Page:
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In the News

What You Need To Know | Breast Screening: Women Should Start Them At Age 40




HICKORY — Catawba Radiological Associates Radiologist Chandra Baker said the key is to detect the problem much sooner, rather than later. In fact, Catawba Radiology’s website encourages women to start breast screening at the age of 40.

Baker, who has been with Catawba Radiology for almost eight years, said the purpose of the screening procedure is to detect the cancer before it becomes clinically evident.

“The earlier a cancer is found, the easier it is to treat and the better the prognosis,” Baker said. “With routine screening mammography, tumors smaller than a pea can often times be detected.”

Annual screening mammography starting at age 40 reduces breast cancer mortality by 30 percent, Catawba Radiology’s website says. The clinic’s local data also indicates nearly 20 percent of thecancers detected by a screening mammogram were in women ages 40-49, and 40 percent of the life years lost to breast cancer arein women diagnosed in their 40s.

How it works

Baker said the current primary method for women of average risk is mammography and that includes both conventional screen film mammography, full-field digital mammography and the newest 3D mammography.

She added for women who are found to have dense breast tissue, some places in the country perform whole breast screening ultrasound. Baker said in Catawba Radiology’s case, they have found that 3D mammography works very well for women with dense breast tissue.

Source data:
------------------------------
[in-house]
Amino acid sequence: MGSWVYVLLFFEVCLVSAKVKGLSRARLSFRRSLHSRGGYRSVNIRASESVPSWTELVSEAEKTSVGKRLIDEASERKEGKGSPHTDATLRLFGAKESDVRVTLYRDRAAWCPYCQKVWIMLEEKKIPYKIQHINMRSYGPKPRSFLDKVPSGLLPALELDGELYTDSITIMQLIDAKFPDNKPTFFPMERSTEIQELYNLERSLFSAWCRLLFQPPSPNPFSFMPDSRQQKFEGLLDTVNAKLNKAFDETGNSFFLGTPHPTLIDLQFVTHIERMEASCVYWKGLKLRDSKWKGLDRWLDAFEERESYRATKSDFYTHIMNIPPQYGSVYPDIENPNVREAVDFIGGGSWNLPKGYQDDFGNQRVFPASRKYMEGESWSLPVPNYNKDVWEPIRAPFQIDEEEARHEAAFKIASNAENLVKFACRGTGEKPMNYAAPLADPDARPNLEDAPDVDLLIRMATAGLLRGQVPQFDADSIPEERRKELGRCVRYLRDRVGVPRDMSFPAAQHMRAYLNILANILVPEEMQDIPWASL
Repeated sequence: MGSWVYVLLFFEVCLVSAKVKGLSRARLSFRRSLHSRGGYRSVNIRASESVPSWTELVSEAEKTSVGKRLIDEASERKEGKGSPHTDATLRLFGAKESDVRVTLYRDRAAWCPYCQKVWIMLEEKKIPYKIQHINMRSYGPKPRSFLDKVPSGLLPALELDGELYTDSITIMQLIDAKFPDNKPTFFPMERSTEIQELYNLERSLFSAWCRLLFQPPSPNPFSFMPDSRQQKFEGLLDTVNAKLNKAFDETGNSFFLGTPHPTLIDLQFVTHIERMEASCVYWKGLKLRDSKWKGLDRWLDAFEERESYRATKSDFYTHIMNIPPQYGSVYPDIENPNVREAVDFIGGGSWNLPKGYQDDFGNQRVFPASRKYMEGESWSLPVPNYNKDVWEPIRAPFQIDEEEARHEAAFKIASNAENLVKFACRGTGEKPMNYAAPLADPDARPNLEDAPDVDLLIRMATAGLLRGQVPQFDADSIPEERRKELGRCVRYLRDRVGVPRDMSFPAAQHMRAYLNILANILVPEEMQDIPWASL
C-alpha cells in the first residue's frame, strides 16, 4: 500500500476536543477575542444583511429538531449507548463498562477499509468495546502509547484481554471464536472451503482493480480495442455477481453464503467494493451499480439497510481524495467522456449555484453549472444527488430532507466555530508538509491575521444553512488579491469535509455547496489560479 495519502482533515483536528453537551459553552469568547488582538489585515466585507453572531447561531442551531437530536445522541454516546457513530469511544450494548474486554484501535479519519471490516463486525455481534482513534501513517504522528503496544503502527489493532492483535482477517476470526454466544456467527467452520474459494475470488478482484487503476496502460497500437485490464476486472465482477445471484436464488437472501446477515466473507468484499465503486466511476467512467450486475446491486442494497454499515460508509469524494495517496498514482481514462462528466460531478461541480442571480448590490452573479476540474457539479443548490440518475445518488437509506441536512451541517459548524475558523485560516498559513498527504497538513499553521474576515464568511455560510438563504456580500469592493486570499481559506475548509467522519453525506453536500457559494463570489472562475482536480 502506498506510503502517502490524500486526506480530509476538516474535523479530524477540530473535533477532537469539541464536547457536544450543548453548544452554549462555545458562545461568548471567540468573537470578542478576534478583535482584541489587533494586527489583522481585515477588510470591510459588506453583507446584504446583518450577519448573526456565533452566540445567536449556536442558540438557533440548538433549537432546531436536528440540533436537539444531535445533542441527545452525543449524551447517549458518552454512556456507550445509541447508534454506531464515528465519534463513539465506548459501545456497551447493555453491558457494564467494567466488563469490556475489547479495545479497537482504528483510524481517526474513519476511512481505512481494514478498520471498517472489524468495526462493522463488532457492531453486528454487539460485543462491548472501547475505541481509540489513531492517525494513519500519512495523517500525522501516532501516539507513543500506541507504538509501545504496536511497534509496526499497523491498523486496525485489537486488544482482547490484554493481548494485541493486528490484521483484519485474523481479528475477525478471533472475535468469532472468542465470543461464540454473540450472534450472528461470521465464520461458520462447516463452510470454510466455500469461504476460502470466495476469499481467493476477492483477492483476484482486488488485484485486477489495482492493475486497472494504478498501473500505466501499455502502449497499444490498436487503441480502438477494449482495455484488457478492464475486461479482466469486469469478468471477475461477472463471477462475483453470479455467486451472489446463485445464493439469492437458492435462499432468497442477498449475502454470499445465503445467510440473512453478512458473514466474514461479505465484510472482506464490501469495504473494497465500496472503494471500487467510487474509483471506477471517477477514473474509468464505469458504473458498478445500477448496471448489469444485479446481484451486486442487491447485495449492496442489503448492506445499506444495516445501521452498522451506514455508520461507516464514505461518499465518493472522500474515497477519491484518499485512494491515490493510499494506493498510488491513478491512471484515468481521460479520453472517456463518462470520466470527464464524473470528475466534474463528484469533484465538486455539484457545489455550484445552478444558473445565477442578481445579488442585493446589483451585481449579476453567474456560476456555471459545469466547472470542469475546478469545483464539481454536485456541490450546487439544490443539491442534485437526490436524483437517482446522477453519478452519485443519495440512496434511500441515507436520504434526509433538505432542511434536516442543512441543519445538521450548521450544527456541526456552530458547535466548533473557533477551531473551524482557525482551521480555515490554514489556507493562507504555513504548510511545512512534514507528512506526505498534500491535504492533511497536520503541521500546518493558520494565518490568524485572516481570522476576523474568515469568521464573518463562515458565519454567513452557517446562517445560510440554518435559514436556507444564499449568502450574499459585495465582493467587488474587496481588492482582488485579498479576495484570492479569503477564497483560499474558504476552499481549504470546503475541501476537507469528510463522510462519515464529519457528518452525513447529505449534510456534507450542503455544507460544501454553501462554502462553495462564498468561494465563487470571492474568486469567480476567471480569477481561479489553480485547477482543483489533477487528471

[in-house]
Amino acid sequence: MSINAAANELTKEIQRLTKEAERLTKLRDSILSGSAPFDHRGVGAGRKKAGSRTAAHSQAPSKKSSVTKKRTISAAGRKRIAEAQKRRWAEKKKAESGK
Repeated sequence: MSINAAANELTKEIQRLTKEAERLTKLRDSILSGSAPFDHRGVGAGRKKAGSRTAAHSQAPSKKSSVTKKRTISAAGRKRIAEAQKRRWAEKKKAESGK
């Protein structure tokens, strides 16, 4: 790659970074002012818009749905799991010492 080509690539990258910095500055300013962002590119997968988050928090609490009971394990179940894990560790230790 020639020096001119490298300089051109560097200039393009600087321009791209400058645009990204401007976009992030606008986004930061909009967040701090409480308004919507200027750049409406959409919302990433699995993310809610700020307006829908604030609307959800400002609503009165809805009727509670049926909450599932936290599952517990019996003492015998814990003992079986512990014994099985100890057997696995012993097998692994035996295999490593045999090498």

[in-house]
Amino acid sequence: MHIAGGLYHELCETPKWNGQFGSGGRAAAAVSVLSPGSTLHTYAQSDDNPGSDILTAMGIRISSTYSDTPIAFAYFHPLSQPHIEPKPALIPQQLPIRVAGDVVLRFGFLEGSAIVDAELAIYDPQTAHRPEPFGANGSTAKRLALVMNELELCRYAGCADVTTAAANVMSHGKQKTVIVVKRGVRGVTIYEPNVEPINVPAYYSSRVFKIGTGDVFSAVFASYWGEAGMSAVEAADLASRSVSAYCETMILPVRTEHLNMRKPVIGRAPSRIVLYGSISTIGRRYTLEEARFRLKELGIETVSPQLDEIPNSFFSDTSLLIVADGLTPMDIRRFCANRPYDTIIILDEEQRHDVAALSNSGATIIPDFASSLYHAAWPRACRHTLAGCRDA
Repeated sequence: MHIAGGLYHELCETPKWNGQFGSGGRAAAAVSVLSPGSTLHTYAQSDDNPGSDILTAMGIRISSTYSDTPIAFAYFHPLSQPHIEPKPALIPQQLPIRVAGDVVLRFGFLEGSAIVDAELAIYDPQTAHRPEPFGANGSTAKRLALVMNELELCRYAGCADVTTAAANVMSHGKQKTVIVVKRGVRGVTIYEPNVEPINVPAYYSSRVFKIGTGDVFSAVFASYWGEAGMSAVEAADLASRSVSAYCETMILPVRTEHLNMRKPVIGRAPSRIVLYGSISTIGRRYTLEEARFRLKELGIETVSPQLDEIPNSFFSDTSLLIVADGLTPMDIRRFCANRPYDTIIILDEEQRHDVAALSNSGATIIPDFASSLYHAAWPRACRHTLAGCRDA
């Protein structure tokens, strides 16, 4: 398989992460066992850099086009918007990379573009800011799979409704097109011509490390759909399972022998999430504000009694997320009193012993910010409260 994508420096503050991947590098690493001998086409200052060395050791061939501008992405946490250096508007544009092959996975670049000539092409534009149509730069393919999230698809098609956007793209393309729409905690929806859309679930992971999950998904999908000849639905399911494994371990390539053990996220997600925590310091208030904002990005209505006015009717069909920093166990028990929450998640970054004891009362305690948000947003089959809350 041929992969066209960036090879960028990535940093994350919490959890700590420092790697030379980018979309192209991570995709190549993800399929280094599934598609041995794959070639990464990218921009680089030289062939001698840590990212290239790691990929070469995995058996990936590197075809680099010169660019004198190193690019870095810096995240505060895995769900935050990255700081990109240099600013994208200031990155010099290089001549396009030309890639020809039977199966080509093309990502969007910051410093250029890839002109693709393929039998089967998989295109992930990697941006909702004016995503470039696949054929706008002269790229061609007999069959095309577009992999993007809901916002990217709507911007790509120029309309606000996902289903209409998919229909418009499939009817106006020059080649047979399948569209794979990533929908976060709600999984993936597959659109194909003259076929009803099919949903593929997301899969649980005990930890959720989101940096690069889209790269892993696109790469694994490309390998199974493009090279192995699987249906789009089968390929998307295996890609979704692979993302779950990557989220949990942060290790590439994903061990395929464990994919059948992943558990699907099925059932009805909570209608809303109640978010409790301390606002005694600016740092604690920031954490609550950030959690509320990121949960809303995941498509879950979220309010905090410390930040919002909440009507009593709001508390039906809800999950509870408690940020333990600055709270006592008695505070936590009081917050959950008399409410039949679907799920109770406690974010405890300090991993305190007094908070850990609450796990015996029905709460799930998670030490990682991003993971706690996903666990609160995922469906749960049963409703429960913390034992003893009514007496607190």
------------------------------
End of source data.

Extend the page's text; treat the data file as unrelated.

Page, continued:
Catawba Radiological Associates Radiologist Chandra Baker says the purpose of the screening procedure is to detect the cancer before it becomes clinically evident.

As for women who are at markedly increased risk of developing breast cancer such as those with a breast cancer gene, Baker said screening with MRI may be recommended.

Catawba Radiology’s website says if you are having your mammograms performed at a different location than your previous mammogram, bring your old mammograms with you to your next appointment. Many facilities won’t do mammograms until they have the patient’s old images for comparison.

Preventative measures

While there is no surefire way to prevent breast cancer, there are plenty of methods and changes women could make in their everyday lifestyle to lower the risk.

Baker suggests limiting alcohol consumption, controlling body weight and limiting radiation exposure as means of lowering the risk for most women. Baker said that how much the risk may be reduced is not known.

She added that circumstances are associated with increased risk include nulliparity, giving birth at a later age, early menarche and late menopause.

For more information on mammograms, visit the Catawba Radiological Associates’ website at www.catawbaradiology.com.

This article was originally published in the Pink Pages section of the Hickory Daily Record on October 20,2016.


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